Over five-year follow-up of Oka/Merck varicella vaccine recipients in 465 infants and adolescents


    loading  Checking for direct PDF access through Ovid

Abstract

A total of 465 healthy infants and adolescents ages 12 months to 17 years without a known history of varicella or recent exposure to varicella-zoster virus VZV were immunized with live attenuated Oka/Merck varicella vaccine from November, 1984, through April, 1989. The vaccine administered was from 1 of 7 production lots containing from 950 to 3265 plaque-forming units and was well-tolerated with few side effects. The seroconversion rate for seronegative subjects was 94.6% (403 of 426). This varied by lot from 85% (950 plaque-forming units) to 100% (3010 and 3265 plaque-forming units). Breakthrough disease after exposure to varicella in seroconverters during 5 to 10 years of follow-up was 18.6% (75 of 403). The breakthrough disease was characterized by a maculopapular rash with a median of 35 lesions, most of which were macules. Breakthrough disease lasted a median of 5 days and the median temperature was 99°F; 65.3% (49 of 75) of subjects were afebrile and 2.7% (2 of 75) of subjects had temperatures of > 102.9°F. Varicella vaccine provides excellent (94.6%) seroconversion, and most children who developed breakthrough disease (18.6%) experienced a modified, milder form of illness than has been observed with natural varicella in unvaccinated subjects.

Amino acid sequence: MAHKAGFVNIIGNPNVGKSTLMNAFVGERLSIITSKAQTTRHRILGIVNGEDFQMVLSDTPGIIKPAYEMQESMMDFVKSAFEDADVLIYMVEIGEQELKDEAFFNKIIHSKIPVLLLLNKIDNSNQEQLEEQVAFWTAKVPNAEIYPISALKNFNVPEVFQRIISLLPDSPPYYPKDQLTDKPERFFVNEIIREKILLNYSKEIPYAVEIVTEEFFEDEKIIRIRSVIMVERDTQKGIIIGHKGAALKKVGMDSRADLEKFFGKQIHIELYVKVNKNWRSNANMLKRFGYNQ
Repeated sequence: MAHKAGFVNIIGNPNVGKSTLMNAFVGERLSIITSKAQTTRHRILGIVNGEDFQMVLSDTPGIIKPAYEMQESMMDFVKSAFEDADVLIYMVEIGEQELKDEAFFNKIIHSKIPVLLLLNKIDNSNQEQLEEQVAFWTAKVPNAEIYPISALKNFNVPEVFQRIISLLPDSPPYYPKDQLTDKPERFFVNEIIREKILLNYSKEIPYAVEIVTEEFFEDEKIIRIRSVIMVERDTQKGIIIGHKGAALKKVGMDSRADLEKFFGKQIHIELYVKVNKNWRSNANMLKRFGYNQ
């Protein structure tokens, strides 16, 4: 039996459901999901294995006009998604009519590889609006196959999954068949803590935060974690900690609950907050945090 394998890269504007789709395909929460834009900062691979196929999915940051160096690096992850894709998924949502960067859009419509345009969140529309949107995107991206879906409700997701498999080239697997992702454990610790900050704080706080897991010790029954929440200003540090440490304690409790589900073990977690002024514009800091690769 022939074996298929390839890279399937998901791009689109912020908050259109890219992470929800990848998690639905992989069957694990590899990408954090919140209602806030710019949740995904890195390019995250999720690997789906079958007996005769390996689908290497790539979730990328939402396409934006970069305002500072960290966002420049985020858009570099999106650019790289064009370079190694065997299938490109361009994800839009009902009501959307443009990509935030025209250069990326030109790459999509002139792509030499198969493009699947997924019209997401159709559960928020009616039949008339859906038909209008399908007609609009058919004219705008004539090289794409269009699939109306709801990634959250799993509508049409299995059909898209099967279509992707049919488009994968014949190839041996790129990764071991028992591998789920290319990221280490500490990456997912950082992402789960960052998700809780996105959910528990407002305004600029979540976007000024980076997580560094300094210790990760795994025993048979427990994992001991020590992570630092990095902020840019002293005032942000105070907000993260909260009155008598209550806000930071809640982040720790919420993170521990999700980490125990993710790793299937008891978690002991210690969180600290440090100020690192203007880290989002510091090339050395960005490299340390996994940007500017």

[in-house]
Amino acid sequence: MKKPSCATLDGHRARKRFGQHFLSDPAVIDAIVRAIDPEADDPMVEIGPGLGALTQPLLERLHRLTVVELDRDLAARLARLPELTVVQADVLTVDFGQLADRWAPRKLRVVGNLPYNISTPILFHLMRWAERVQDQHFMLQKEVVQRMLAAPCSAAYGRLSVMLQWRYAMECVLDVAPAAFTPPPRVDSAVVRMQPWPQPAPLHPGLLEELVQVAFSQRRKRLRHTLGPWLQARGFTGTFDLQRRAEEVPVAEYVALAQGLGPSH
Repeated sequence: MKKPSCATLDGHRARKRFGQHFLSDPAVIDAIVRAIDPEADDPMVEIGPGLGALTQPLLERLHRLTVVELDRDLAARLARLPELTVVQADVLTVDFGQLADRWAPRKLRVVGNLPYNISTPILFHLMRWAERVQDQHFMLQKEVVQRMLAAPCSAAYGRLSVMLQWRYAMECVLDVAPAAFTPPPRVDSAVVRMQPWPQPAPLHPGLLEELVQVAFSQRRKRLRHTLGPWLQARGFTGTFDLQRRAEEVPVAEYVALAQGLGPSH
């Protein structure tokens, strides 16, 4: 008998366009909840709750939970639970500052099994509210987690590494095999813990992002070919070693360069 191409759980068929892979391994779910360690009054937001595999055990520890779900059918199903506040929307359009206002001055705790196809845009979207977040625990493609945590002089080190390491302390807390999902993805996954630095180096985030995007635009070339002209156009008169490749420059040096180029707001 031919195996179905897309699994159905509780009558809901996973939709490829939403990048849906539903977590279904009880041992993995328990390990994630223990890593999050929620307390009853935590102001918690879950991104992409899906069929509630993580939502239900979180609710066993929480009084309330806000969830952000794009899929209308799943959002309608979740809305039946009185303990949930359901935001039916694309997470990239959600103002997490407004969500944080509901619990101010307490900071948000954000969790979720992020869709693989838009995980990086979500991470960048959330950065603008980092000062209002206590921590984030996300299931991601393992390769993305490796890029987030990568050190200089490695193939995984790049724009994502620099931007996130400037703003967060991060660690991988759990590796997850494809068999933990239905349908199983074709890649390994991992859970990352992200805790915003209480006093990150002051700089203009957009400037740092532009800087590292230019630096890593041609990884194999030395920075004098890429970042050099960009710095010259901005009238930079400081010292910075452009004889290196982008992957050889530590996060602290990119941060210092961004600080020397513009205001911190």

loading  Loading Related Articles